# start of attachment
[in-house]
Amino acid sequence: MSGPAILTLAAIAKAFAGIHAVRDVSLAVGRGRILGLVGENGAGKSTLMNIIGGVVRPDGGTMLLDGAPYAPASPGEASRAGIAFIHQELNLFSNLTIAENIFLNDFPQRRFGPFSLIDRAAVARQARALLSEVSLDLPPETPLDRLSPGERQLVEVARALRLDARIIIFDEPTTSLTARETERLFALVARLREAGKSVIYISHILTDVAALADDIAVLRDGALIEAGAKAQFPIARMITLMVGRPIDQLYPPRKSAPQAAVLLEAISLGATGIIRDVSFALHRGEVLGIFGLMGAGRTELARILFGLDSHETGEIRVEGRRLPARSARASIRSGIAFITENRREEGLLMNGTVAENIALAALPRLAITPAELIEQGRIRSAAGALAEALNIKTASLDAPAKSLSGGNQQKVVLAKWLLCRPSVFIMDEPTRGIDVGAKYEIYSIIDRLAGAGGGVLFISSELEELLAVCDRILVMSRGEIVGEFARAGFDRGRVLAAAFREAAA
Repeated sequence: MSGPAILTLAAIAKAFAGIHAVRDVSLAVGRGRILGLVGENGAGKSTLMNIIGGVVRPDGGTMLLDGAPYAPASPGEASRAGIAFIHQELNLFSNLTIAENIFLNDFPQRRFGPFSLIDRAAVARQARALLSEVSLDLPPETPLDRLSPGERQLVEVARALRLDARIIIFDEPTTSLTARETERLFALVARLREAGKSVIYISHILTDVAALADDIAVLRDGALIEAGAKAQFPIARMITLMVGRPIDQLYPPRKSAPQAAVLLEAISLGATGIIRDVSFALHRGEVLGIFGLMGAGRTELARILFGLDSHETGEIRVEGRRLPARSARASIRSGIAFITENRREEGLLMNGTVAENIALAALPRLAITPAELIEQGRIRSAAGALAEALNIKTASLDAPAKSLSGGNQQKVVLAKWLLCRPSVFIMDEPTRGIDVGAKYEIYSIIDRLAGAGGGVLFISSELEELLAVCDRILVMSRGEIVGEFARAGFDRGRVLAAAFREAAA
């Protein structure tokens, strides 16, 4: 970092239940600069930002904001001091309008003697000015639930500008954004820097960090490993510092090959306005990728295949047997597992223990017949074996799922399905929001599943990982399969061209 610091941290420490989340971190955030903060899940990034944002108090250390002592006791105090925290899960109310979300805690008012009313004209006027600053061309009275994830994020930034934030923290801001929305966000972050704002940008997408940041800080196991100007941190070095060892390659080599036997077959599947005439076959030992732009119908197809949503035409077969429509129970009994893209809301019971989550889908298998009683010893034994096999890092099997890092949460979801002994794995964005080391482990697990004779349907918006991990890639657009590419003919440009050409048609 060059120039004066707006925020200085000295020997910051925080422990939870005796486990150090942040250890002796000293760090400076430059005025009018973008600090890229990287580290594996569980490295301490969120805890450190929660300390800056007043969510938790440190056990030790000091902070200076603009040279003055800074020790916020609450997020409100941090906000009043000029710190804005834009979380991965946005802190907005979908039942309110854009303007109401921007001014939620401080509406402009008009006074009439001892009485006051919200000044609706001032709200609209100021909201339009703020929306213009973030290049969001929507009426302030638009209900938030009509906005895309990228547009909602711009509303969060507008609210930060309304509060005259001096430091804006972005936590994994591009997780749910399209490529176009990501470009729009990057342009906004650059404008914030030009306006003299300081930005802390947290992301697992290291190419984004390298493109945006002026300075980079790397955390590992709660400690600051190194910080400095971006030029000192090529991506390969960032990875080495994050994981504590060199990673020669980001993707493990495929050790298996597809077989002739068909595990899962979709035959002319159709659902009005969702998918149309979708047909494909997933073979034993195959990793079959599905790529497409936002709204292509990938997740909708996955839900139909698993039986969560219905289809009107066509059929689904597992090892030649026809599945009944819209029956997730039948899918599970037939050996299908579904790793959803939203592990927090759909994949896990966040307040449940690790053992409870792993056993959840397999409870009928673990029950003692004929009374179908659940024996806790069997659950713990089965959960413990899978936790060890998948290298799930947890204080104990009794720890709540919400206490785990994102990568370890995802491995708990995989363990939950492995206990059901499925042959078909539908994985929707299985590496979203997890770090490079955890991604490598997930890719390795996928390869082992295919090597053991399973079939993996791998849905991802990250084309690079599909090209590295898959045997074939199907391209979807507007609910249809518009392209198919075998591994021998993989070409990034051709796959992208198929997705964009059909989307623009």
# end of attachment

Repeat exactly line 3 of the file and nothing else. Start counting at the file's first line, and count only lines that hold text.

Repeated sequence: MSGPAILTLAAIAKAFAGIHAVRDVSLAVGRGRILGLVGENGAGKSTLMNIIGGVVRPDGGTMLLDGAPYAPASPGEASRAGIAFIHQELNLFSNLTIAENIFLNDFPQRRFGPFSLIDRAAVARQARALLSEVSLDLPPETPLDRLSPGERQLVEVARALRLDARIIIFDEPTTSLTARETERLFALVARLREAGKSVIYISHILTDVAALADDIAVLRDGALIEAGAKAQFPIARMITLMVGRPIDQLYPPRKSAPQAAVLLEAISLGATGIIRDVSFALHRGEVLGIFGLMGAGRTELARILFGLDSHETGEIRVEGRRLPARSARASIRSGIAFITENRREEGLLMNGTVAENIALAALPRLAITPAELIEQGRIRSAAGALAEALNIKTASLDAPAKSLSGGNQQKVVLAKWLLCRPSVFIMDEPTRGIDVGAKYEIYSIIDRLAGAGGGVLFISSELEELLAVCDRILVMSRGEIVGEFARAGFDRGRVLAAAFREAAA